Of the 964 299 children in the sample, 1718 children were singletons and resided in ideal home environments (eAppendix 2 and eTable 6 in the Supplement). The HAZ distribution of children residing in ideal home environments was similar to the 2006 WHO HAZ distribution (eAppendix 2, eFigure 3, and eFigure 4 in the Supplement). However, a local polynomial regression showed that the average HAZ was approximately zero until 500 m above sea level, after which it began to decrease below the growth trajectory of the median child (HAZ, 0) in the 2006 WHO growth standard (Figure 4). Adjusting for child age and sex, a 1000-m above sea level increase in altitude was associated with a 0.183-unit (95% CI, −0.341 to −0.025 units) decrease in the HAZ among children residing in ideal home environments (Table).
Results from several robustness analyses are provided in the Supplement. The regression results were robust to measuring altitude using a binary variable capturing children residing 1500 m or more above sea level (eAppendix 3 and eTable 7 in the Supplement). Differences in the HAZ between low- and high-altitude populations were not due to differences in climate (eAppendix 4 and eTable 8 in the Supplement) or maternal stature (eAppendix 5 and eTable 9 in the Supplement). Restricting the sample to children whose mothers had lived in the same cluster at least since conception (eAppendix 6 and eTable 10 in the Supplement) or omitting countries that had no clusters at 1500 m or more above sea level (eAppendix 7 and eTable 11 in the Supplement) resulted in similar findings. The estimated altitude deficit in the full sample remained stable when individual countries were excluded from the sample (eAppendix 8 and eTable 12 in the Supplement). In addition, the estimated altitude deficit remained when using stunting (HAZ <−2) instead of the HAZ as the outcome variable (eAppendix 9, eFigure 5, and eTable 13 in the Supplement).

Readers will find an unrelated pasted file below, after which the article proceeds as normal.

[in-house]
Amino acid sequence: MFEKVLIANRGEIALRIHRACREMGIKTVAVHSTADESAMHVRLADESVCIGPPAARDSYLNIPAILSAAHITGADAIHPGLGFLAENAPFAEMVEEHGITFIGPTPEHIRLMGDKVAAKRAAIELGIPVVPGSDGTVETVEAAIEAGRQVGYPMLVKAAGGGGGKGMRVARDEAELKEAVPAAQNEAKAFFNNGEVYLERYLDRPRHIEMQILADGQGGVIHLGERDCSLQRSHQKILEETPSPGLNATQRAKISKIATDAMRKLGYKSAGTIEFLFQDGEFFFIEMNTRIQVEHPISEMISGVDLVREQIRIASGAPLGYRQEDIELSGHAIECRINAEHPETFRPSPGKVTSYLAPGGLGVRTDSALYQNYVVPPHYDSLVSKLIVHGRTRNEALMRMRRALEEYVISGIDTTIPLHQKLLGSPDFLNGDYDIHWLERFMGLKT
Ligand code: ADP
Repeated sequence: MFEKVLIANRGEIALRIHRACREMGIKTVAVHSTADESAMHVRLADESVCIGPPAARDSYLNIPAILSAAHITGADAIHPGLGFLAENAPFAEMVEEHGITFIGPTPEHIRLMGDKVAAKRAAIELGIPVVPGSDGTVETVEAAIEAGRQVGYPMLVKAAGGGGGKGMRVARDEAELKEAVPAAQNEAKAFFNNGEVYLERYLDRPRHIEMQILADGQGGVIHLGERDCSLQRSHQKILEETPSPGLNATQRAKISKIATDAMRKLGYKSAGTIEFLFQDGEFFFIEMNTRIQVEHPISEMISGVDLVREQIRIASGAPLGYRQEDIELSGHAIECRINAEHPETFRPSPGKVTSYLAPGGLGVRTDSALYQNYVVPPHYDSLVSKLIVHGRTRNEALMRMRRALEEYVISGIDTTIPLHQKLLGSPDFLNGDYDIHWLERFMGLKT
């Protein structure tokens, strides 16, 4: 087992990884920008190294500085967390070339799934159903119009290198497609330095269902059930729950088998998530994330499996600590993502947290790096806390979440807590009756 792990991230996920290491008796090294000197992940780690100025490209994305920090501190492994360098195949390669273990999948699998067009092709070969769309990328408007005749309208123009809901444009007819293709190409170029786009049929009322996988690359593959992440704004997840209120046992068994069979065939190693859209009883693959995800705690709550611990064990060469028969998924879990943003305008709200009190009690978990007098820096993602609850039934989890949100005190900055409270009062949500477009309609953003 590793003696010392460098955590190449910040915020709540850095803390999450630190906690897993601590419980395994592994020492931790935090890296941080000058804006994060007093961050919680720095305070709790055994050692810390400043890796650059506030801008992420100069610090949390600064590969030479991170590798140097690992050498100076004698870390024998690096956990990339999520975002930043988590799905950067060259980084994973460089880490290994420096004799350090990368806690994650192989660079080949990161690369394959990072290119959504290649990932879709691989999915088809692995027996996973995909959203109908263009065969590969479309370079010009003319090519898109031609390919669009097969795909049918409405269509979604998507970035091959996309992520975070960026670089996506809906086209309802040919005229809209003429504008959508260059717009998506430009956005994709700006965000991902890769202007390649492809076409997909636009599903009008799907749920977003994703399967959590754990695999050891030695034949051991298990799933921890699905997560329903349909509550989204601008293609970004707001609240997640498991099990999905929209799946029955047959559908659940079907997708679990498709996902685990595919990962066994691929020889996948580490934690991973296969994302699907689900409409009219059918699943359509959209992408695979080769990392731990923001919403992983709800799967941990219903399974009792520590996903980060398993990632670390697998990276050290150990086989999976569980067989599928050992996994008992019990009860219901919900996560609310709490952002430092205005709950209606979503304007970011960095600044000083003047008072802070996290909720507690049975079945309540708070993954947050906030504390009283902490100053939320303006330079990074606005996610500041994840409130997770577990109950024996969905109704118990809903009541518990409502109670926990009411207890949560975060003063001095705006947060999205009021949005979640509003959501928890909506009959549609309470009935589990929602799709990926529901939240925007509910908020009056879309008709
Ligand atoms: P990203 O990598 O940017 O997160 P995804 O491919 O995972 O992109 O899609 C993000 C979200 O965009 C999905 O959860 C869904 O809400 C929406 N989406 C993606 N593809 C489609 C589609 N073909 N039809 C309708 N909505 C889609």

This study reports that children living 1500 m or more above sea level follow a lower growth trajectory than their peers living at lower altitudes. The negative association between altitude and the HAZ was approximately linear through most part of the altitude distribution, indicating no clear altitude threshold for an abrupt decrease in the HAZ. Those residing in ideal home environments grew at the same rate as the median child in the 2006 WHO growth standard until approximately 500 m above sea level. After 500 m above sea level, the average child HAZ significantly deviated from the growth curve of the median child in the 2006 WHO reference population. The estimated variation in linear growth based on altitude was stable from birth to 59 months, with no substantial catch-up. These estimated altitude-mediated growth deficits remained significant even after adjusting for differences in common risk factors for linear growth faltering. Adjusted regressions further indicated that altitude was not positively associated with the risk of inadequate diet and disease (ie, immediate causes of malnutrition); in some cases, the opposite was true.